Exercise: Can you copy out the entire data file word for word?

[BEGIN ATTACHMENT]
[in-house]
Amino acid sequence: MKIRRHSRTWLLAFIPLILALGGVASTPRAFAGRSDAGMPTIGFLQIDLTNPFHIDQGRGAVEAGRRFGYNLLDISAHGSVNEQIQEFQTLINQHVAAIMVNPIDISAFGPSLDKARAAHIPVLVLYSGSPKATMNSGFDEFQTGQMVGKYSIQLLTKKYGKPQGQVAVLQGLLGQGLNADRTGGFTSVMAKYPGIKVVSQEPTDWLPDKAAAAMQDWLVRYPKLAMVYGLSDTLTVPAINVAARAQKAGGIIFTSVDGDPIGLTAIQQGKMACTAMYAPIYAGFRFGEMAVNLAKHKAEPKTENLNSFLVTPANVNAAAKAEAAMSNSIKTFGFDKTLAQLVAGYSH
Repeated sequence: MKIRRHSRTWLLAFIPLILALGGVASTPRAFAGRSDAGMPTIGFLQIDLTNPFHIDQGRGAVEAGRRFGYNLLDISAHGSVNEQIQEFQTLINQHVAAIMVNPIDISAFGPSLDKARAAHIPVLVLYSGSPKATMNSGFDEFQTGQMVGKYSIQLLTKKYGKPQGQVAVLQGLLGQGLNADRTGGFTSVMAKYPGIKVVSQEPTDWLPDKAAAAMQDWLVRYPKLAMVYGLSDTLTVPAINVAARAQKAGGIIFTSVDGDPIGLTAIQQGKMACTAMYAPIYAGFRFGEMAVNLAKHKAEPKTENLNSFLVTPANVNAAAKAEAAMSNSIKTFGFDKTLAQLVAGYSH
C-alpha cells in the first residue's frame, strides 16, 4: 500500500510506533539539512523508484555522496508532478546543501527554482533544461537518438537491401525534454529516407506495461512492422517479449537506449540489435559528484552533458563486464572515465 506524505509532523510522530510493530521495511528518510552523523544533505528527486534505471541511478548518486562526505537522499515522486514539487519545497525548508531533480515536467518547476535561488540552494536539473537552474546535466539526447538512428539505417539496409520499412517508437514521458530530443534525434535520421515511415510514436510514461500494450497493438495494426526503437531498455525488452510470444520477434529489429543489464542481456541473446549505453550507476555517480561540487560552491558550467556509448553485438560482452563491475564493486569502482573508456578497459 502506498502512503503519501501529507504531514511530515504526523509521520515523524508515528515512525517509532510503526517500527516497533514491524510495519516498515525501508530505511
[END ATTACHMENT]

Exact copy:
[in-house]
Amino acid sequence: MKIRRHSRTWLLAFIPLILALGGVASTPRAFAGRSDAGMPTIGFLQIDLTNPFHIDQGRGAVEAGRRFGYNLLDISAHGSVNEQIQEFQTLINQHVAAIMVNPIDISAFGPSLDKARAAHIPVLVLYSGSPKATMNSGFDEFQTGQMVGKYSIQLLTKKYGKPQGQVAVLQGLLGQGLNADRTGGFTSVMAKYPGIKVVSQEPTDWLPDKAAAAMQDWLVRYPKLAMVYGLSDTLTVPAINVAARAQKAGGIIFTSVDGDPIGLTAIQQGKMACTAMYAPIYAGFRFGEMAVNLAKHKAEPKTENLNSFLVTPANVNAAAKAEAAMSNSIKTFGFDKTLAQLVAGYSH
Repeated sequence: MKIRRHSRTWLLAFIPLILALGGVASTPRAFAGRSDAGMPTIGFLQIDLTNPFHIDQGRGAVEAGRRFGYNLLDISAHGSVNEQIQEFQTLINQHVAAIMVNPIDISAFGPSLDKARAAHIPVLVLYSGSPKATMNSGFDEFQTGQMVGKYSIQLLTKKYGKPQGQVAVLQGLLGQGLNADRTGGFTSVMAKYPGIKVVSQEPTDWLPDKAAAAMQDWLVRYPKLAMVYGLSDTLTVPAINVAARAQKAGGIIFTSVDGDPIGLTAIQQGKMACTAMYAPIYAGFRFGEMAVNLAKHKAEPKTENLNSFLVTPANVNAAAKAEAAMSNSIKTFGFDKTLAQLVAGYSH
C-alpha cells in the first residue's frame, strides 16, 4: 500500500510506533539539512523508484555522496508532478546543501527554482533544461537518438537491401525534454529516407506495461512492422517479449537506449540489435559528484552533458563486464572515465 506524505509532523510522530510493530521495511528518510552523523544533505528527486534505471541511478548518486562526505537522499515522486514539487519545497525548508531533480515536467518547476535561488540552494536539473537552474546535466539526447538512428539505417539496409520499412517508437514521458530530443534525434535520421515511415510514436510514461500494450497493438495494426526503437531498455525488452510470444520477434529489429543489464542481456541473446549505453550507476555517480561540487560552491558550467556509448553485438560482452563491475564493486569502482573508456578497459 502506498502512503503519501501529507504531514511530515504526523509521520515523524508515528515512525517509532510503526517500527516497533514491524510495519516498515525501508530505511